What does "Frost at Midnight" by Coleridge reveal about childhood?

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Coleridge's "Frost at Midnight" indicates that childhood is best experienced in conjunction with nature. The speaker feels that his own childhood was filled with loneliness and despair, due in great part to growing up in the city and having few opportunities to engage with nature.

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The speaker of "Frost at Midnight" looks back upon his own childhood with a sense of disappointment. He was raised in a "great city" and was surrounded with the hustle of urban life; as a child, he wanted to connect with nature but found that the "sky and stars" were the closest he could come.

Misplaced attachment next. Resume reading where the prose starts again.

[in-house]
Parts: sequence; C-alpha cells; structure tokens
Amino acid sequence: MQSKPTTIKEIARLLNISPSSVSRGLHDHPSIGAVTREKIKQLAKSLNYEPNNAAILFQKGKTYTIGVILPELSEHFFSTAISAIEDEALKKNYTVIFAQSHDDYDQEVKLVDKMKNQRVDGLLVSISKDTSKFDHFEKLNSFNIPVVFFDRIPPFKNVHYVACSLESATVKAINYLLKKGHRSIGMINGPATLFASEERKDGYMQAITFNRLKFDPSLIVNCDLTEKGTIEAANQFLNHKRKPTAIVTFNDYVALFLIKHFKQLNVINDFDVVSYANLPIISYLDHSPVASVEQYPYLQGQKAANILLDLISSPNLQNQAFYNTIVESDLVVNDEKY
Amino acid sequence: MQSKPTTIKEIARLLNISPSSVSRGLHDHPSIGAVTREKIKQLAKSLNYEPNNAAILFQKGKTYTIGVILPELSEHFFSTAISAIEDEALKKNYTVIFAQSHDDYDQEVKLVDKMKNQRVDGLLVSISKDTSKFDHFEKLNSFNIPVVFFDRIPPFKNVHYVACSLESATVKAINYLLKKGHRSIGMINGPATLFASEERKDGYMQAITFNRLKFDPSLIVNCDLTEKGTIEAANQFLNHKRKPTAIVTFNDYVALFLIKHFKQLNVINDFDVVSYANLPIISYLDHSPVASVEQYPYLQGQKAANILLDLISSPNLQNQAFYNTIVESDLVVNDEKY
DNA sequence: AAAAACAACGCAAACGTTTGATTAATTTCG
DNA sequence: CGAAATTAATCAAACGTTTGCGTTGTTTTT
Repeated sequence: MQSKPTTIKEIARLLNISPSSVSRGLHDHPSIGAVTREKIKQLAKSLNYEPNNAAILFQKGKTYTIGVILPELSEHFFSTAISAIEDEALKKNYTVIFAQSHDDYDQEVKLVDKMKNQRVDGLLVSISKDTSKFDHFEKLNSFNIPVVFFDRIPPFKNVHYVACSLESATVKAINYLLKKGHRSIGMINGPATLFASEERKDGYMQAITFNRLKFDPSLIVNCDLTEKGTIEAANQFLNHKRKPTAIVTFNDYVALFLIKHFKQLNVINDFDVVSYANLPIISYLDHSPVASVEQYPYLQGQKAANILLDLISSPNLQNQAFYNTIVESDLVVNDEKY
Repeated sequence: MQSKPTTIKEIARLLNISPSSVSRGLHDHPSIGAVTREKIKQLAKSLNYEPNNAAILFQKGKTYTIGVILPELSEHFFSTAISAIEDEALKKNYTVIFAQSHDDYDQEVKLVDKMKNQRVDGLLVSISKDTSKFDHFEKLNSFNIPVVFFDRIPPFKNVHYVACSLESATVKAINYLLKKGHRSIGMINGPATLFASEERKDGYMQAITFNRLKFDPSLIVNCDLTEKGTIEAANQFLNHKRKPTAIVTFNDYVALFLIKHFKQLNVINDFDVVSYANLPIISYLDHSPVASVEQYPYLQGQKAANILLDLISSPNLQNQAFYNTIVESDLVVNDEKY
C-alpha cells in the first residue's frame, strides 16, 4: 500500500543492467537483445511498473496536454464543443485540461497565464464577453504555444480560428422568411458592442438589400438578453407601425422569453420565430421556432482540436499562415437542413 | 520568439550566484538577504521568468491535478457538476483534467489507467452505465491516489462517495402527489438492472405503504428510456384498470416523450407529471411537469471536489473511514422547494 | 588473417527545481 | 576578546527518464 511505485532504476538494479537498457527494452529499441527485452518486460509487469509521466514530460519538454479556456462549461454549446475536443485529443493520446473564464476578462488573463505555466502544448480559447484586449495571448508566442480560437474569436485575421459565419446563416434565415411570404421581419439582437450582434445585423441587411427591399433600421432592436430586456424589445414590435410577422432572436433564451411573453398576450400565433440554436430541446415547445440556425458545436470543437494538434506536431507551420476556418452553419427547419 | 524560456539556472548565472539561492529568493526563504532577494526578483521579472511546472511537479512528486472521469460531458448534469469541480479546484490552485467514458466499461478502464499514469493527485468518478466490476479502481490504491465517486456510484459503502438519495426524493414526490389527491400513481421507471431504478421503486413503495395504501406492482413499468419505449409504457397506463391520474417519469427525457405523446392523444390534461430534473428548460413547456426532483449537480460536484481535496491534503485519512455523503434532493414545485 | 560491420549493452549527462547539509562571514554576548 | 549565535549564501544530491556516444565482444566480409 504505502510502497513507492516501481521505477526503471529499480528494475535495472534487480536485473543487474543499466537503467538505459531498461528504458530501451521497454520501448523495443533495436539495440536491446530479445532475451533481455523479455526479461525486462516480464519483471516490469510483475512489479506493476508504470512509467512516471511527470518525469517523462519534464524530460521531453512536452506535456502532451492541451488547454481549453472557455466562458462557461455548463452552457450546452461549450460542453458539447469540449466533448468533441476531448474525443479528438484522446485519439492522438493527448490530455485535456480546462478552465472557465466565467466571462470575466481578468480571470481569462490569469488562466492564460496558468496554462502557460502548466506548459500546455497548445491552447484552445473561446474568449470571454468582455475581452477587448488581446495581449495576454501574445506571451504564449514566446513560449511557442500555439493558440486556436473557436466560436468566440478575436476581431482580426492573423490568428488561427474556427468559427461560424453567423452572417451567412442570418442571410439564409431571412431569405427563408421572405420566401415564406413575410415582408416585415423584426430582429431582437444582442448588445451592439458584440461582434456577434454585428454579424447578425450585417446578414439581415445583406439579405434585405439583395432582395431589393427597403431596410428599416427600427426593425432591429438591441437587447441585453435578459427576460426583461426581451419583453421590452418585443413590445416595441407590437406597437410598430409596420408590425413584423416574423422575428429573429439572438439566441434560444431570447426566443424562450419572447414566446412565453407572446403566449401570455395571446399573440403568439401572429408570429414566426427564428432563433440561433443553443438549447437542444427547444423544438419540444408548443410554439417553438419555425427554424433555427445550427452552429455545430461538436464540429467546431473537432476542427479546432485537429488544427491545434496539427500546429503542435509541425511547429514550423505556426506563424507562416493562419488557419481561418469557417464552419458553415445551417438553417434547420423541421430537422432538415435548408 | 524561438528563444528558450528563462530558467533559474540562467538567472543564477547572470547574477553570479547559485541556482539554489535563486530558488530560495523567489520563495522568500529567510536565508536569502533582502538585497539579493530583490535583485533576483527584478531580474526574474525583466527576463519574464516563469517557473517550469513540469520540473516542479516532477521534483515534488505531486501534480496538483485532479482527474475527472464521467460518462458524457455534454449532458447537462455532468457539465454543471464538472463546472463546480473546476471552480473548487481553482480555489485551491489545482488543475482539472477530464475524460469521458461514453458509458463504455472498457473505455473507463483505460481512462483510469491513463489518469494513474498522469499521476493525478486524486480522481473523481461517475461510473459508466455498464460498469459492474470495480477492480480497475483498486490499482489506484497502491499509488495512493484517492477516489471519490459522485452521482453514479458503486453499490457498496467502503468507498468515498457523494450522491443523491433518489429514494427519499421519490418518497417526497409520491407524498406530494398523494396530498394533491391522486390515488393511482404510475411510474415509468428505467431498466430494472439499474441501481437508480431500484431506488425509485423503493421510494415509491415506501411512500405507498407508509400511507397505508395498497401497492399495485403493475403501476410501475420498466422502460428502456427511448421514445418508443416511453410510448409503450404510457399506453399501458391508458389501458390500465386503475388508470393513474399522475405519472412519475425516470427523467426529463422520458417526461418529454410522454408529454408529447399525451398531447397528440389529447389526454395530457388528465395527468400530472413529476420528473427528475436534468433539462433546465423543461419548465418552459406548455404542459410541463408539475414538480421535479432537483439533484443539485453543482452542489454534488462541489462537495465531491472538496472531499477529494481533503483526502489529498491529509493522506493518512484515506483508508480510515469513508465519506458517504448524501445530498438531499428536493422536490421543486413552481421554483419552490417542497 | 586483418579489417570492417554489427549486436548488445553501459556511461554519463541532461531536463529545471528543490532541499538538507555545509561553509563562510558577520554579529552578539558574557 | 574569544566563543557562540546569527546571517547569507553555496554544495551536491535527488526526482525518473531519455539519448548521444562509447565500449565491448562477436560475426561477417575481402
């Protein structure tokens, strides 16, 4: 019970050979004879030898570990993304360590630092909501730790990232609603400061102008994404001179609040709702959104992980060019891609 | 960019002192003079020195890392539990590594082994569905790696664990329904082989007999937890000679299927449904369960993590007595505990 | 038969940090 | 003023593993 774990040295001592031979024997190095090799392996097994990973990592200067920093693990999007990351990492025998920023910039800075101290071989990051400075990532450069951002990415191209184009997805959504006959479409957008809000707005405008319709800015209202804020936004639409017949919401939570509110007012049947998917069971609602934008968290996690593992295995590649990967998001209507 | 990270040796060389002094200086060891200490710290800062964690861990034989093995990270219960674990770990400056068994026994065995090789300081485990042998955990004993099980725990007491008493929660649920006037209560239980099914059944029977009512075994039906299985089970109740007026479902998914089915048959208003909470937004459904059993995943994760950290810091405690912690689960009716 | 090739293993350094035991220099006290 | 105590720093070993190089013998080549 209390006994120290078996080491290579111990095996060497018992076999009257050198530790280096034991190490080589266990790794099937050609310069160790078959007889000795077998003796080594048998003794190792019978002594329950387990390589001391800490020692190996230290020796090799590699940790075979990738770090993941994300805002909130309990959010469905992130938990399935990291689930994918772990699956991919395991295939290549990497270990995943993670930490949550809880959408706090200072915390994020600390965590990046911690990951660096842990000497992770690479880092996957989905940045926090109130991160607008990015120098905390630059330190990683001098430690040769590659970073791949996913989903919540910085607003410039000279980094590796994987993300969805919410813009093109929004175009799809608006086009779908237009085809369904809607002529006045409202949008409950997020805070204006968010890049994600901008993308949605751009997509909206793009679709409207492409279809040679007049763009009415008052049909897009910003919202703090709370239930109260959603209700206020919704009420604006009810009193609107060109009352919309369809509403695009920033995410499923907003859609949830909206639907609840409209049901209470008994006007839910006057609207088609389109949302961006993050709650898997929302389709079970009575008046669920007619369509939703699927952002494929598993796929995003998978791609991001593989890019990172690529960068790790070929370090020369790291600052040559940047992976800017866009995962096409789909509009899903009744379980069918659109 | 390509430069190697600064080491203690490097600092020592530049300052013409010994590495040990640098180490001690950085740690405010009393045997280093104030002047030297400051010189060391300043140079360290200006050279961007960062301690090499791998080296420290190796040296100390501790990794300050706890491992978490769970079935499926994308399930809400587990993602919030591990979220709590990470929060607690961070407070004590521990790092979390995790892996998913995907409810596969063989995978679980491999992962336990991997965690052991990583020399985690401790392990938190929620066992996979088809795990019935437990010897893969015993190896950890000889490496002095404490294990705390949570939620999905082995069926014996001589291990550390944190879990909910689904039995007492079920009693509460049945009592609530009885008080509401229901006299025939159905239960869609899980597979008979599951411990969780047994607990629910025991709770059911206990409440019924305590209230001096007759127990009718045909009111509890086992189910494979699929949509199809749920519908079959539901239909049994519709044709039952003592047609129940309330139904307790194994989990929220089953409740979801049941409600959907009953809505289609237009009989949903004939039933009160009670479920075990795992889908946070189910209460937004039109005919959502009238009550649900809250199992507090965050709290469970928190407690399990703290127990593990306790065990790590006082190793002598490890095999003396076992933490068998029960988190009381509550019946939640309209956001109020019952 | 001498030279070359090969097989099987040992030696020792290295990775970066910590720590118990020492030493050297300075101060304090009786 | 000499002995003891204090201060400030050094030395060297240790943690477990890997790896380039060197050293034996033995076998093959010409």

The speaker believes that children learn best when they are free to "wander like a breeze / By lakes and sandy shores." Experiencing the tangible beauty of nature's diversity also brings children closer to God. Through the wonders of nature, the speaker believes that children learn to hear the voice of God himself. This sense of natural wonder provides an opportunity for God to "mould" the spirit of children and fosters a greater curiosity about their world. Being immersed in nature also helps children appreciate the great diversity of seasonal changes. By being so close to nature at all times, children learn to see the beauties of a changing landscape—and, therefore, the beauty of diversity itself.

The speaker feels that being forced to grow up in the city was a source of personal despair. Because of those childhood feelings of isolation and longing, he has chosen to live where his own child can experience the childhood he always longed for, one lived in close harmony with nature.

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